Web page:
The Children and Family Services Coordinator is available to work with parents, families, and students navigating their school’s special education system. The coordinator can answer questions, provide information and referrals, and attend Individualized Education Plan (IEP) meetings with families.
The coordinator can also talk with teachers, administrators, nurses, and other school personnel who are members of a student’s IEP team to answer their questions about epilepsy and the potential academic impact of a student’s seizures.
Families and school personnel are encouraged to call the Foundation’s offices with any questions or concerns they may have regarding epilepsy and special education.
Several federal laws protect the rights of individuals with disabilities. These laws are in place to ensure that students with disabilities receive all of the supportive services and programs they may need to succeed academically.
We recognize that each student’s academic needs are unique, and different laws may be applicable in different situations. For information particular to your family’s needs, please contact the EFWCP office closest to you.
The federal government monitors public school systems’ special education services through the provisions of the IDEA. Children who qualify for special education services will have an Individualized Education Plan (IEP) prepared for them by a team consisting of school personnel, their parents, and other professionals whose expertise in particular areas may help the team develop the most complete and supportive plan possible. Students can also be members of their IEP development team, and student participation, if appropriate, should be encouraged.
The IEP should outline the student’s yearly educational goals and the services, programs, accommodations and modifications required of the school to help the student achieve those goals. The IEP goals must enable the student to participate in the general education curriculum to the largest extent possible.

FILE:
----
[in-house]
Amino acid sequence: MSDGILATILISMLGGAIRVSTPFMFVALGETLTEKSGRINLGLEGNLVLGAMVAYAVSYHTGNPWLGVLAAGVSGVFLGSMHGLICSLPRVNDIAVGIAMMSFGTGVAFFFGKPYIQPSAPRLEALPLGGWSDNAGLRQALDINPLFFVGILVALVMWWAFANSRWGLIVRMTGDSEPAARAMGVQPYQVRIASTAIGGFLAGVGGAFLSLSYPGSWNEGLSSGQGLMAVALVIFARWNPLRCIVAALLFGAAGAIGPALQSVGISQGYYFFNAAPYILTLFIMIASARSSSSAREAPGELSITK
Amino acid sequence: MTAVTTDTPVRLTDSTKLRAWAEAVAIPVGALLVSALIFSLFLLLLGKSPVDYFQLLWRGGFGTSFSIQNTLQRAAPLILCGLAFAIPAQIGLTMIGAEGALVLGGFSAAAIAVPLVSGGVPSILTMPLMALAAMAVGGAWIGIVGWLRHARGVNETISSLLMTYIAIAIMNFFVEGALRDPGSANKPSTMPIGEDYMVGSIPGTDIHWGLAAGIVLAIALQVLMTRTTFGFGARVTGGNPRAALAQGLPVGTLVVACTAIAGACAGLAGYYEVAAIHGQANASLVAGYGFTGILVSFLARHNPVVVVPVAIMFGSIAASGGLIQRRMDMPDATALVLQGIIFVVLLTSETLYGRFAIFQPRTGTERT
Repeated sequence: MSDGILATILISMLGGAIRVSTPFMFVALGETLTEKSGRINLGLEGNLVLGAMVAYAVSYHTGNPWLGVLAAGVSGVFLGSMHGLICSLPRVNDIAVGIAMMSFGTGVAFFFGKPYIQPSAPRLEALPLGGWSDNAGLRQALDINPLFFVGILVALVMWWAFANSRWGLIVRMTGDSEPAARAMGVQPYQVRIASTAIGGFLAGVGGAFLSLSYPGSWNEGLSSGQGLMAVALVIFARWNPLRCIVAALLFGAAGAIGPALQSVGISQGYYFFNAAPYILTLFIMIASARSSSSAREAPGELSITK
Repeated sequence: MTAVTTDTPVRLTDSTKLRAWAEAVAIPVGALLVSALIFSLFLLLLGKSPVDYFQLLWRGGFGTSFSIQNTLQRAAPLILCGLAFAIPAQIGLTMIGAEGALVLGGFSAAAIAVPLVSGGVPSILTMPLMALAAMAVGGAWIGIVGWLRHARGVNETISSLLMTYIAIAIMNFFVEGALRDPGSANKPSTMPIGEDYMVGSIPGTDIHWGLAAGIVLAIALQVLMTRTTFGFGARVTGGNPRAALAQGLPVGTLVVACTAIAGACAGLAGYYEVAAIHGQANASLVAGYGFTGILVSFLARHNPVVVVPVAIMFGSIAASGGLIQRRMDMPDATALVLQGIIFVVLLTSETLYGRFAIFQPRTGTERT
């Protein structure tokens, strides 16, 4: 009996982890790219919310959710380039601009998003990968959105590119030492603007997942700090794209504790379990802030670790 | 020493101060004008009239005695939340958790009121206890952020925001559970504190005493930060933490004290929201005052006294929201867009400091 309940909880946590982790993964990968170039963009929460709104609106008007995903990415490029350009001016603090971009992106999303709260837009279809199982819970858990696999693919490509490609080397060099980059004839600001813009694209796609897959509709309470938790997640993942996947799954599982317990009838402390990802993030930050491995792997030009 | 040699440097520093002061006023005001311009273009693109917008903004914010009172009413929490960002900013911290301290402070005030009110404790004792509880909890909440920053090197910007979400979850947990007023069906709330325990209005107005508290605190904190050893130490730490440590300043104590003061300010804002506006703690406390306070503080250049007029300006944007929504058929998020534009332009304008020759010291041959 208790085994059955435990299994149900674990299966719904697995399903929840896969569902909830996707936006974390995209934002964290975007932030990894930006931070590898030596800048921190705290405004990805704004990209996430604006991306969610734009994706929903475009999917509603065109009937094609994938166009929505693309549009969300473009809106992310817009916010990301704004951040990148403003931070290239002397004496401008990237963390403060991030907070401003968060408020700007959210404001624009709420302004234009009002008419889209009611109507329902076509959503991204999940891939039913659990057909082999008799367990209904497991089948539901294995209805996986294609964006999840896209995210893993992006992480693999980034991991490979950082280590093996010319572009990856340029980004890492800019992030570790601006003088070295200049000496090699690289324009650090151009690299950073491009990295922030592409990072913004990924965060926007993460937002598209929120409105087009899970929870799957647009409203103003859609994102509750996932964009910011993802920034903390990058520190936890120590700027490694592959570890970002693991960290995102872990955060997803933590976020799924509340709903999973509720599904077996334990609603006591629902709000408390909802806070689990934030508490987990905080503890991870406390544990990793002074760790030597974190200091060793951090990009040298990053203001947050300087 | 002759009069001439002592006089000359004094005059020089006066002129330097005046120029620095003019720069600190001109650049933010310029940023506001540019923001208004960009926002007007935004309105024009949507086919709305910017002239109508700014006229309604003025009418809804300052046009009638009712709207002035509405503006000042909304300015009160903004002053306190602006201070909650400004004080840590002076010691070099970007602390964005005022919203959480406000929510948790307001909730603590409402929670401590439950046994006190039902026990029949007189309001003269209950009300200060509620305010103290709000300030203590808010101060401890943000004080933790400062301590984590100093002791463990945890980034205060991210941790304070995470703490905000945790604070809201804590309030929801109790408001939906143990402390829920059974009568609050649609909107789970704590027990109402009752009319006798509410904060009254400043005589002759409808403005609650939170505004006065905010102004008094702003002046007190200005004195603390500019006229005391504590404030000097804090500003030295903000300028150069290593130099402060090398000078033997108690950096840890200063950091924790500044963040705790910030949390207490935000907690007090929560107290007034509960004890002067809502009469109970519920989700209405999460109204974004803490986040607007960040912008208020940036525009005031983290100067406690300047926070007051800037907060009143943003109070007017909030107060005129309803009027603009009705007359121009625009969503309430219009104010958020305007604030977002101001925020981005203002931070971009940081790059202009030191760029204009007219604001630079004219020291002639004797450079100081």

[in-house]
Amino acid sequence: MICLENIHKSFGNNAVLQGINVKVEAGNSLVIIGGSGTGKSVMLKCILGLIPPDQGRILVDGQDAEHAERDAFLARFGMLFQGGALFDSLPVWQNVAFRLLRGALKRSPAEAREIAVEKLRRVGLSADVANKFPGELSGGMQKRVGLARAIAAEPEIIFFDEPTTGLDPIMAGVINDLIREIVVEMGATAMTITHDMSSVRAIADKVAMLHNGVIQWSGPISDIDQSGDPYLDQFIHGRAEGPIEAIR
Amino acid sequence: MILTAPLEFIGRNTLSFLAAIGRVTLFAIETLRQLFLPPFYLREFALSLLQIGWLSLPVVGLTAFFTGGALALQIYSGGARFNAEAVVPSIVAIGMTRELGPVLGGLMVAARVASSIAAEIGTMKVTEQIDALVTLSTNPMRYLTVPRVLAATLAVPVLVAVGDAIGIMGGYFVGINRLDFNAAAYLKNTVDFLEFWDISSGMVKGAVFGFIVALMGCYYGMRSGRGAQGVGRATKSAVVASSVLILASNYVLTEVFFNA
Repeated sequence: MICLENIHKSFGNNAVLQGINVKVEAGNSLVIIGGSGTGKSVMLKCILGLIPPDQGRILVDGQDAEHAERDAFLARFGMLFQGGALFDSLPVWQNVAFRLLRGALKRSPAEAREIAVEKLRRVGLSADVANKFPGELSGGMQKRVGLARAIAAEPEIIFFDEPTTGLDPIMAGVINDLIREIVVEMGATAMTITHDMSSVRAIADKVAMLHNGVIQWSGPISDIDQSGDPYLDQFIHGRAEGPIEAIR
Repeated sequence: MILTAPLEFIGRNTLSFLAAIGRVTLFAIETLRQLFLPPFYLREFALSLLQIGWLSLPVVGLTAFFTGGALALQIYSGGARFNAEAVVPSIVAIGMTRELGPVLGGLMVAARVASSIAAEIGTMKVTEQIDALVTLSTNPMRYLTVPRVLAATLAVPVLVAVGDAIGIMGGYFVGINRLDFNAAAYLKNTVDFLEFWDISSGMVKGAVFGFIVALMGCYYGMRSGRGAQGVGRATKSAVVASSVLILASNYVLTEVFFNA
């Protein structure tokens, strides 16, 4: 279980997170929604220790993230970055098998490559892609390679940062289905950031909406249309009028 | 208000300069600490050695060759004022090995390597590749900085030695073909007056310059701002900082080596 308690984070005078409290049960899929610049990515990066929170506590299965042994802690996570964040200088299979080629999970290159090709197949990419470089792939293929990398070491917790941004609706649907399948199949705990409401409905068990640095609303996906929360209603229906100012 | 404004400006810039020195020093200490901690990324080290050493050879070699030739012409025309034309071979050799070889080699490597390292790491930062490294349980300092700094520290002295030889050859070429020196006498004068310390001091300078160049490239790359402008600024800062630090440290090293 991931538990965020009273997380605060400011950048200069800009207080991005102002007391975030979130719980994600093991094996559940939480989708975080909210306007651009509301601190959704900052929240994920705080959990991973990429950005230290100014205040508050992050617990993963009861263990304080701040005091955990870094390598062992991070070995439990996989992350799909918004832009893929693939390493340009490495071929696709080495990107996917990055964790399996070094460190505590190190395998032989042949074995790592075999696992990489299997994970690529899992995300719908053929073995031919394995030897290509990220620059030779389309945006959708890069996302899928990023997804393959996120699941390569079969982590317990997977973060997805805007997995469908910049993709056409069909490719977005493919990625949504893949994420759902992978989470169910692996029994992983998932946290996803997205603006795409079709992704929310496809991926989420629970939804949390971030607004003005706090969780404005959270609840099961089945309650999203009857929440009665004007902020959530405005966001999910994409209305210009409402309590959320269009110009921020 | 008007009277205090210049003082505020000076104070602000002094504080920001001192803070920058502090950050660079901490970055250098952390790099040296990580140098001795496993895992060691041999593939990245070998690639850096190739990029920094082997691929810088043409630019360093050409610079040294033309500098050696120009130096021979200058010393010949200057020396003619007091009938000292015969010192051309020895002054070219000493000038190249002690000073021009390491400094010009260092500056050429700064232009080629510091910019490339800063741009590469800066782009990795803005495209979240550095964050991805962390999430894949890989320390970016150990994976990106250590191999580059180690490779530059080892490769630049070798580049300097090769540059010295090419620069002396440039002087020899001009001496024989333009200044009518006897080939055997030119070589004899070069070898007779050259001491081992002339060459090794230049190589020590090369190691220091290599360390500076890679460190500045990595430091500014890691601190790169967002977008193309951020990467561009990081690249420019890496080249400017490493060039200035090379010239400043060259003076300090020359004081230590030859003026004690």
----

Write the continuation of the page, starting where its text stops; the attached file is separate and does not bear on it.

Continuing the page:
The ADA is a federal law ensuring that public entities (including schools) cannot discriminate against an individual because of a handicapping condition that impairs one or more major life functions.
Section 504 of the Rehabilitation Act protects the student’s right to participate fully in school activities unless her education cannot be achieved in this way. The student’s school is also required to take all necessary steps to make sure that the student is receiving an appropriate education, including making accommodations within the classroom. Some examples of 504 accommodations include allowing the student more time to take tests and having a student give oral rather than written responses to test questions. These accommodations can help a student succeed scholastically without making the student overly dependent and without lowering academic standards and expectations.
Other organizations to contact for information on special education concerns are: